Sunday, January 31, 2010

Superman and the Newspaper Wars

The second story in issue 5 gets off to a rip-roaring start when unpopular politician Alex Evell (his name makes me trust him) forces Zachary Collum (giving his name because Siegel did, maybe it'll be important!) to sell his paper the Morning Pictorial, under threat of his wife and son coming to harm.  Clark and Lois find this news unbelievable for an entire panel before we cut to a city council meeting where Representative Barnes is angrilly requesting a probe of Evell's actitivites.  "As a result, honest up-right Barnes is denounced in the Morning Pictorial as a rapscallion." and never heard from again, in this story at least.

The Pictorial's new agenda becomes even clearer when, in response to some thugs complaining to him about the cops busting up their various operations, Evel prints a headline declaring the police department guilty of "third degree methods."  Are papers allowed to print blatant lies?  I actually don't know.  If you value your sides you won't look at the article's author though.  Consider yourself warned!

Clark interviews the chief of police who confirms his suspicions of the article consisting entirely of lies, which then leads Clark to write an article of his own revealing the truth.  This in turn leads to Evell confronting Daily Planet publisher Burt Mason (who?).  Evell says that despite his outrage at the situation he will "consent" to buying the Planet, a piece of information that leads Mason (who?) to kick him out of his office.  Evell declares war.

And by God he means it: we next see Clark and Lois rushing outside the newspaper office to witness the still-in-process burning of a Daily Planet news truck.  The thug who commited this act of arson is casually standing in the street admiring his handiwork, and so is on hand to tell L&C there will be more damage if Burt Mason (who?) doesn't consent to selling his paper.  To make sure they understand he means business the thug then hilariously pie-faces Clark.  Lois is naturally dissapointed that her companion isn't a "he-man" and storms off.  Neither of the two think to call the cops.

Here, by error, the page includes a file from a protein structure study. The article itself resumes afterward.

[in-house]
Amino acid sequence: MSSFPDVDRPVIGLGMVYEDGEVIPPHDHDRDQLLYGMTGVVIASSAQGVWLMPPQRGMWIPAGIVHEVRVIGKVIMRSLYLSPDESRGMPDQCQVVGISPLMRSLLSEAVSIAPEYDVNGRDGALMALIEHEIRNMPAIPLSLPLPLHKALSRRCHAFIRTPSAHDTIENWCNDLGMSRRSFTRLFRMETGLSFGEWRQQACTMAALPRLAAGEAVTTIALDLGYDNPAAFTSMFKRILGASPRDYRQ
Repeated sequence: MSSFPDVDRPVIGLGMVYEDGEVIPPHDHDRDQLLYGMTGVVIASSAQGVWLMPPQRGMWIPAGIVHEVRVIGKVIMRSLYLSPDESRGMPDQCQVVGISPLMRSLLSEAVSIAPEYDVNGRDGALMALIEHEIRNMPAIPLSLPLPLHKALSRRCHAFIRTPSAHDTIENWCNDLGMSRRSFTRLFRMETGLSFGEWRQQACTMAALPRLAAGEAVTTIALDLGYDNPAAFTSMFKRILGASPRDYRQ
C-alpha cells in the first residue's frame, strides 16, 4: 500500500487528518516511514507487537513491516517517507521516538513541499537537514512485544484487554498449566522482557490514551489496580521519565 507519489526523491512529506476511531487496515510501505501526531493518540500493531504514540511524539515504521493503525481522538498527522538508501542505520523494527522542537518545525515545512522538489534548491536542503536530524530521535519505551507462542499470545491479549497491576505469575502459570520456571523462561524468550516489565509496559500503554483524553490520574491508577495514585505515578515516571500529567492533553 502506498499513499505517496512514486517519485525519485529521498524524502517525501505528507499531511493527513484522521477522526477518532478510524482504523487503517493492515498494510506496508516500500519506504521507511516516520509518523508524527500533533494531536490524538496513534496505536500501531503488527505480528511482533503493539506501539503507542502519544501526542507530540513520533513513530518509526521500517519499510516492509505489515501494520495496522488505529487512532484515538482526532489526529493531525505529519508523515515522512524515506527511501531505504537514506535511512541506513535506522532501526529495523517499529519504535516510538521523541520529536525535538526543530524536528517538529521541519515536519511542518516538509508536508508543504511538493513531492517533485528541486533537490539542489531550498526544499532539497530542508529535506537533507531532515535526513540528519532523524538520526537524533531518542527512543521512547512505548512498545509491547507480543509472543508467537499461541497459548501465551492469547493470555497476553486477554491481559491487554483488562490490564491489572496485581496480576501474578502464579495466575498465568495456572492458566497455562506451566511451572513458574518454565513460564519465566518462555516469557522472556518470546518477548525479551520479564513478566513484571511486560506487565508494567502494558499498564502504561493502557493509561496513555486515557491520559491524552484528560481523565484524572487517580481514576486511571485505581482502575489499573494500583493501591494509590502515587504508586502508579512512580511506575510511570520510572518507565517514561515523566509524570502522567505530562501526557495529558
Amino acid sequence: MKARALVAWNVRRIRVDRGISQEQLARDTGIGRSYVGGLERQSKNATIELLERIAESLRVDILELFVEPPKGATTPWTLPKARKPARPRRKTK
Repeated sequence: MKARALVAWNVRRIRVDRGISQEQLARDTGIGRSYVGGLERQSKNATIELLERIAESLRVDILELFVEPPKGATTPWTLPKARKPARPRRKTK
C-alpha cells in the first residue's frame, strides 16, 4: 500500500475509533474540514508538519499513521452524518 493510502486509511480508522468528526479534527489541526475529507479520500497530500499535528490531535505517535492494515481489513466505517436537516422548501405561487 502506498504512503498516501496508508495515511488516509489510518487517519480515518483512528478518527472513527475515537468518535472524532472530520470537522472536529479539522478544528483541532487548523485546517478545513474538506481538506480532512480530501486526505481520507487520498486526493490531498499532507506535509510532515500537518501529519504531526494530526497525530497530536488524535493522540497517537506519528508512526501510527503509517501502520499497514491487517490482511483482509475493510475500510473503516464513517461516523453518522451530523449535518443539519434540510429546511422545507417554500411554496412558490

Editor George Taylor fears for Lois' safety on the now-dangerous streets and orders her to remain in the building, while Clark timidly beats feet to get some "RED HOT NEWS".  Once out of eyeshot of his compatriots, Clark reveals himself to be none other than the Last Son of Krypton - Superman!

Superman muses to himself that the Planet is too conservative a paper to hire thugs, leaving him its only defender.  I would make a joke about the police not existing in this universe, but they've already been featured within this very story.  Whatever, Superman does what he wants!

We next see Superman as he observes the Daily Planet trucks leaving to deliver the latest edition. The trucks are not even able to split into their various routes before they find their path blocked by thugs driving Pictorial trucks.  The thugs emerge from their vehicles, promising to smash the skulls of the opposing paper's drivers. (wow!)  Superman ain't one to stand around during this kind of thing, so he leaps between the two newpaper deliveryman armies and begins to smash the thugs' trucks.  It's kinda awesome:

Next an armoured truck hurtles towards our hero, described as "tank-like" it is clearly being built up as a threat to Superman.  Of course, our man flips it over immediately without giving it a second thought.  Honestly, I'd be pretty bummed if I had bought an armoured Superman-destroying contingency truck only to see it be defeated within three panels, two of which are just Superman tossing it aside like it's made of paper.

Some of the thugs attempt to escape in a stolen Daily Planet truck, an egress which is quickly cut short when Superman places the truck on top of an industrial smokestack.  I guess the Planet didn't need that truck anyway.

Things go typically insane as a Pictorial thug attempts to run over a newsboy along with his stand, and another runs a Planet truck off a cliff.  These thugs are in no way anonymous mind you, they're all driving Pictorial trucks, their affiliation is clear.  Even if they manage to stop the Planet from being circulated for a day, they'll still have murdered in the name of Evell and his paper.  Did anyone think this plan through?  I'm not just talking about Evell either, I'm wondering if Jerry Siegel read this before sending it to print.